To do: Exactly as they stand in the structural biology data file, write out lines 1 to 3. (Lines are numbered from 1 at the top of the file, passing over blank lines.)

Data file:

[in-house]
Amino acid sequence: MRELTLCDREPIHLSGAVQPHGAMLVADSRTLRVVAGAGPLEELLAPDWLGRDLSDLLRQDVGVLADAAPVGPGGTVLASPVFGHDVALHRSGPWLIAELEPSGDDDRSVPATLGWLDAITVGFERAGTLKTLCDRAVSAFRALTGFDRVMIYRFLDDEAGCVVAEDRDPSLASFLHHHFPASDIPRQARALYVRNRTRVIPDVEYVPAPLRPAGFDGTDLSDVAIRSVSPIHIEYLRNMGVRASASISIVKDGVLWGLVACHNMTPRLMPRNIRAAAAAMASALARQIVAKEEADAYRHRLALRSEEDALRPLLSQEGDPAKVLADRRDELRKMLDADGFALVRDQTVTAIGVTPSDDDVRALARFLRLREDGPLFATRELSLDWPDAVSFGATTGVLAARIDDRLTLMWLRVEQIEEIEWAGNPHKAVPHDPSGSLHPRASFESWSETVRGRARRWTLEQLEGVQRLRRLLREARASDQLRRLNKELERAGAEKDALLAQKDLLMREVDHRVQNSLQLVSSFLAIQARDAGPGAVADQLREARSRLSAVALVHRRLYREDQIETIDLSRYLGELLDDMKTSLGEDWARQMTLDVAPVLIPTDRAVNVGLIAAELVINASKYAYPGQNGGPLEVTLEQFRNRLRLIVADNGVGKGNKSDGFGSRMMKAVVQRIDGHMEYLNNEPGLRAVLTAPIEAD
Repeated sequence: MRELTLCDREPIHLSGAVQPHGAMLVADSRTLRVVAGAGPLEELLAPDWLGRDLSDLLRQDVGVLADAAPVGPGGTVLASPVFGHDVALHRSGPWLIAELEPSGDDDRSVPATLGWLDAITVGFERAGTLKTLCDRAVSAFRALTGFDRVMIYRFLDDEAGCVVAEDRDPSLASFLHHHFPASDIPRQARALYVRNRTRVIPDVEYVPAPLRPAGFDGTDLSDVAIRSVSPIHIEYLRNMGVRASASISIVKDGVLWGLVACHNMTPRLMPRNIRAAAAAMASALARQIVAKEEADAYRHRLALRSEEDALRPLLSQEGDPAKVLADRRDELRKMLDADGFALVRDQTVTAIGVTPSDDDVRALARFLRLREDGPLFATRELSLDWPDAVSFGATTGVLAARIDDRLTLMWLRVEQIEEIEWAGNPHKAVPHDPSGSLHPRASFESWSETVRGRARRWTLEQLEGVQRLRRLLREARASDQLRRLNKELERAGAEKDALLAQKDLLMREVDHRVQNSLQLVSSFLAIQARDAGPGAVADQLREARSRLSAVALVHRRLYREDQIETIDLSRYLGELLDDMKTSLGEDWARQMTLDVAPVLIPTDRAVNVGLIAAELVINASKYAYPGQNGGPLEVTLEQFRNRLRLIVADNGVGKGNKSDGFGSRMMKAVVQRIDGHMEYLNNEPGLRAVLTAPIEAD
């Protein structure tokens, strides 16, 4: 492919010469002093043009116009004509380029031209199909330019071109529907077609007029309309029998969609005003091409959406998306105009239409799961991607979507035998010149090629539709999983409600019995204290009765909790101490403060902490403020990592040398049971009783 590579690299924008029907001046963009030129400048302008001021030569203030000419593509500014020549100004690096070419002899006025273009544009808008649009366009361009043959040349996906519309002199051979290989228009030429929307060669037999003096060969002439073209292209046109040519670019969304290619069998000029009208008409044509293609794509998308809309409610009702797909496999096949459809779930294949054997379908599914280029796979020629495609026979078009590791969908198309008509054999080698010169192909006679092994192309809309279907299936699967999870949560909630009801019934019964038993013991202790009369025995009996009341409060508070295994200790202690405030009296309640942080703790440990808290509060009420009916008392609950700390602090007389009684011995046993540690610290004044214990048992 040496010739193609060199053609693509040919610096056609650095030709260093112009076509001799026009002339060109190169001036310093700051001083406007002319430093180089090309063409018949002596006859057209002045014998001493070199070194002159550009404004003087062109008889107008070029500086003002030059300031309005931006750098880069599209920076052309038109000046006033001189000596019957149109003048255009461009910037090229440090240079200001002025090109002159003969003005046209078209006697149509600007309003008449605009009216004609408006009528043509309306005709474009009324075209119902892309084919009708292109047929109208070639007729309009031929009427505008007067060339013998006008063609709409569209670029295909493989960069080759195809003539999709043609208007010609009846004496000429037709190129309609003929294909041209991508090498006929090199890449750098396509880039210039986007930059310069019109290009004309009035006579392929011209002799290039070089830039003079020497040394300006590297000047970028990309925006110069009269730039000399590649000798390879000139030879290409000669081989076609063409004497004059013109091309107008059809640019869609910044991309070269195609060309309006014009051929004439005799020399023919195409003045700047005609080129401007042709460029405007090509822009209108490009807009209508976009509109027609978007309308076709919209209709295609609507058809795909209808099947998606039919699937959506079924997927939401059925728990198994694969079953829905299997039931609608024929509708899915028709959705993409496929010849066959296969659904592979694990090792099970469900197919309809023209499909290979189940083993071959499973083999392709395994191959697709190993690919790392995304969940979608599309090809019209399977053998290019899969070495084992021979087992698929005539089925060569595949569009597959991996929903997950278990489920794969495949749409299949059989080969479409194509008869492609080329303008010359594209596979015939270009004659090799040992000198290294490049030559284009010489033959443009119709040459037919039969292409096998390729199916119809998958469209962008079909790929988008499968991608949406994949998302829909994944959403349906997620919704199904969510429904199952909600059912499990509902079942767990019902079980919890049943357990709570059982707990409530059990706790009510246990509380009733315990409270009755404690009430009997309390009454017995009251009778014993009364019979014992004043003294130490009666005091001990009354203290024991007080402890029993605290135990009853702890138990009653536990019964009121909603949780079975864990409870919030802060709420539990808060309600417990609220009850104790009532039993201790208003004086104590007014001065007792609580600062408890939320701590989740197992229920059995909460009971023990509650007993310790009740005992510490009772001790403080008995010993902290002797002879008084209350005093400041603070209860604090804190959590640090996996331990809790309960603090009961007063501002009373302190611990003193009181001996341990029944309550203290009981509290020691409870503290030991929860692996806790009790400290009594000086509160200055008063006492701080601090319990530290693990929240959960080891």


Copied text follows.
[in-house]
Amino acid sequence: MRELTLCDREPIHLSGAVQPHGAMLVADSRTLRVVAGAGPLEELLAPDWLGRDLSDLLRQDVGVLADAAPVGPGGTVLASPVFGHDVALHRSGPWLIAELEPSGDDDRSVPATLGWLDAITVGFERAGTLKTLCDRAVSAFRALTGFDRVMIYRFLDDEAGCVVAEDRDPSLASFLHHHFPASDIPRQARALYVRNRTRVIPDVEYVPAPLRPAGFDGTDLSDVAIRSVSPIHIEYLRNMGVRASASISIVKDGVLWGLVACHNMTPRLMPRNIRAAAAAMASALARQIVAKEEADAYRHRLALRSEEDALRPLLSQEGDPAKVLADRRDELRKMLDADGFALVRDQTVTAIGVTPSDDDVRALARFLRLREDGPLFATRELSLDWPDAVSFGATTGVLAARIDDRLTLMWLRVEQIEEIEWAGNPHKAVPHDPSGSLHPRASFESWSETVRGRARRWTLEQLEGVQRLRRLLREARASDQLRRLNKELERAGAEKDALLAQKDLLMREVDHRVQNSLQLVSSFLAIQARDAGPGAVADQLREARSRLSAVALVHRRLYREDQIETIDLSRYLGELLDDMKTSLGEDWARQMTLDVAPVLIPTDRAVNVGLIAAELVINASKYAYPGQNGGPLEVTLEQFRNRLRLIVADNGVGKGNKSDGFGSRMMKAVVQRIDGHMEYLNNEPGLRAVLTAPIEAD
Repeated sequence: MRELTLCDREPIHLSGAVQPHGAMLVADSRTLRVVAGAGPLEELLAPDWLGRDLSDLLRQDVGVLADAAPVGPGGTVLASPVFGHDVALHRSGPWLIAELEPSGDDDRSVPATLGWLDAITVGFERAGTLKTLCDRAVSAFRALTGFDRVMIYRFLDDEAGCVVAEDRDPSLASFLHHHFPASDIPRQARALYVRNRTRVIPDVEYVPAPLRPAGFDGTDLSDVAIRSVSPIHIEYLRNMGVRASASISIVKDGVLWGLVACHNMTPRLMPRNIRAAAAAMASALARQIVAKEEADAYRHRLALRSEEDALRPLLSQEGDPAKVLADRRDELRKMLDADGFALVRDQTVTAIGVTPSDDDVRALARFLRLREDGPLFATRELSLDWPDAVSFGATTGVLAARIDDRLTLMWLRVEQIEEIEWAGNPHKAVPHDPSGSLHPRASFESWSETVRGRARRWTLEQLEGVQRLRRLLREARASDQLRRLNKELERAGAEKDALLAQKDLLMREVDHRVQNSLQLVSSFLAIQARDAGPGAVADQLREARSRLSAVALVHRRLYREDQIETIDLSRYLGELLDDMKTSLGEDWARQMTLDVAPVLIPTDRAVNVGLIAAELVINASKYAYPGQNGGPLEVTLEQFRNRLRLIVADNGVGKGNKSDGFGSRMMKAVVQRIDGHMEYLNNEPGLRAVLTAPIEAD